One of the nation's lost treasures. The Palace was the home of the Hamilton family and was the largest non-royal residence in Britain. Sadly, as a result of mining subsidence, it was demolished in the 1920s. Trace its fascinating history and that of the surviving buildings, including those which make up Low Parks Museum - Portland, the Palace Riding School - and Hamilton Mausoleum.
Prior to the Industrial Revolution, agriculture was the main occupation and the display features South Lanarkshire's best-known symbol - the Clydesdale horse. The weaving industry changed the face of Lanarkshire, and there were weavers' looms in every cottage in the towns and villages. One of the original looms can be seen in our Textile Gallery, which also tells the story of Hamilton's unusual lacemaking industry.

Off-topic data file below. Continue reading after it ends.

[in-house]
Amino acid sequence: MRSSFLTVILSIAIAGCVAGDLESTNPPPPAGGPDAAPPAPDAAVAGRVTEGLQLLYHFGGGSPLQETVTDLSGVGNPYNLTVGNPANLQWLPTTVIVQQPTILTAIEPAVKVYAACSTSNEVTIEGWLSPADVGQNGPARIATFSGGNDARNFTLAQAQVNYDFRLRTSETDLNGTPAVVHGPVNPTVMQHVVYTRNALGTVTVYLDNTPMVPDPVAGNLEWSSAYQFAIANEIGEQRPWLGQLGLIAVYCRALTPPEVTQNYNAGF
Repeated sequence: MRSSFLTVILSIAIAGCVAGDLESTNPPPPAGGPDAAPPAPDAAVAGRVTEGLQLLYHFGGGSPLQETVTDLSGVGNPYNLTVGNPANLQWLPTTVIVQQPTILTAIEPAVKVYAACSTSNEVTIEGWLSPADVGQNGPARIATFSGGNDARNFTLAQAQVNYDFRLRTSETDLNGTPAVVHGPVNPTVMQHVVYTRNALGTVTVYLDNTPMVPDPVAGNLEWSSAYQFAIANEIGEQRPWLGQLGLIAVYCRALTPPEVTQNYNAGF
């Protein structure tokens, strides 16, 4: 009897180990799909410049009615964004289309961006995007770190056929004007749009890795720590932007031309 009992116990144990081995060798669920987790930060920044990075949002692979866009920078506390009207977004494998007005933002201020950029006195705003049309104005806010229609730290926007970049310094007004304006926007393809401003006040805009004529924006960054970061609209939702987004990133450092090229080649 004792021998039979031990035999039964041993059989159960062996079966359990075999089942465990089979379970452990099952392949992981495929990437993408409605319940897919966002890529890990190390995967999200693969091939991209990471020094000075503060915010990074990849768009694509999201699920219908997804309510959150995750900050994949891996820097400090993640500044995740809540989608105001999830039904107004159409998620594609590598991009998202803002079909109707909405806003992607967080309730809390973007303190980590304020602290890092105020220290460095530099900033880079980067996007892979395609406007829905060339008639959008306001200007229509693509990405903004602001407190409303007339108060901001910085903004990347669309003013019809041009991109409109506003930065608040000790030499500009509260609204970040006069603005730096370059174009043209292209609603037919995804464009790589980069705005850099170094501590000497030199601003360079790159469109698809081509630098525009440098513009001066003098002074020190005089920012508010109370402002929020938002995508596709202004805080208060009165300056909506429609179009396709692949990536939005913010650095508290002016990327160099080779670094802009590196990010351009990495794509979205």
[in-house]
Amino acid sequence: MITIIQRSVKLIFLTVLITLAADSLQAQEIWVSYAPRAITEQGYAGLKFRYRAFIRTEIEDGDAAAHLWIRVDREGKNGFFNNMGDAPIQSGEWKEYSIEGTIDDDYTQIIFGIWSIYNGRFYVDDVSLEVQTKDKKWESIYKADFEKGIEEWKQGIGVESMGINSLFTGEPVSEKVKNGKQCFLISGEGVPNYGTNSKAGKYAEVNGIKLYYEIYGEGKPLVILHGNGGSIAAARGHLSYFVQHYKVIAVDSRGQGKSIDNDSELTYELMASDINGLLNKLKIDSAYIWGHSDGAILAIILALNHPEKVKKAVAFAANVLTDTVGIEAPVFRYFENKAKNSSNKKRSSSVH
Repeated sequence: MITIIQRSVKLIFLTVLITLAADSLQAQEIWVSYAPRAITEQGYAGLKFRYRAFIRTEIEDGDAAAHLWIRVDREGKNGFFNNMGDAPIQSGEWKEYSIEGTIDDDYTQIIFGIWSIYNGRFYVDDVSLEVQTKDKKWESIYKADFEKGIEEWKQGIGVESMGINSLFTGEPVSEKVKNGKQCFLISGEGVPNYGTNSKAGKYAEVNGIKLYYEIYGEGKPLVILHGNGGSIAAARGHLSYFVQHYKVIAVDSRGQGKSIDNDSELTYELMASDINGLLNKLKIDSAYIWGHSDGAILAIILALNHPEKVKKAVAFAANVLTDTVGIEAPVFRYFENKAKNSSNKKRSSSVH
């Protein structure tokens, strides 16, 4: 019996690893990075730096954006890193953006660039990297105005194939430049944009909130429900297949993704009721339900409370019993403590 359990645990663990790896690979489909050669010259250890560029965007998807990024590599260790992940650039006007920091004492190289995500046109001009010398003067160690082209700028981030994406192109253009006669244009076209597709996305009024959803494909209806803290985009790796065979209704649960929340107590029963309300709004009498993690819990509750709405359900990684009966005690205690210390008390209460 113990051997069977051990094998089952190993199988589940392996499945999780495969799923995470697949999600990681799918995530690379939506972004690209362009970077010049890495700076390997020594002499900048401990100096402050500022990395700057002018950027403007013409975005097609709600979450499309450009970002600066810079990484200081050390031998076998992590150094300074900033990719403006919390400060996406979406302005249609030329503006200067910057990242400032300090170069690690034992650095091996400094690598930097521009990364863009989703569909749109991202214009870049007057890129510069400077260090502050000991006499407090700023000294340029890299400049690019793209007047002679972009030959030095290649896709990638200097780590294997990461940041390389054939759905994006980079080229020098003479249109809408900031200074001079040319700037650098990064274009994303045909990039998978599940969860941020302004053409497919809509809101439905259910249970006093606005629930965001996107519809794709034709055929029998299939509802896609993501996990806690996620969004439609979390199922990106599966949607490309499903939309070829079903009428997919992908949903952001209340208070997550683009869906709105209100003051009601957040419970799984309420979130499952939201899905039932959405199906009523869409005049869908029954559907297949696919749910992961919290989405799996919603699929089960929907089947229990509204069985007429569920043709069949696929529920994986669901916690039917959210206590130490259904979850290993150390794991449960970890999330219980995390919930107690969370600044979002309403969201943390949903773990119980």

Coalmining began as a small-scale industry. Most of the coal deposits were very deep and only exploited after the technological developments of the later 1800s. Then there was a mining boom, and, by 1874, there were 22 collieries in Hamilton parish alone. Our coalmining display is a reminder of that history, and features the Blantyre Pit disaster in 1877, which remains Scotland's worst mining disaster, with 207 miners killed in a firedamp explosion.
The Cameronians (Scottish Rifles):
Redisplayed in 2012, this modern gallery tells the story of the Lanarkshire regiment, raised in Douglas in 1689 by James, Earl of Angus. Its initial recruits were Covenanters, making it the only British Army regiment with a religious origin. As Scotland's only rifle regiment, it disbanded in 1968 rather than merge and lose its unique identity.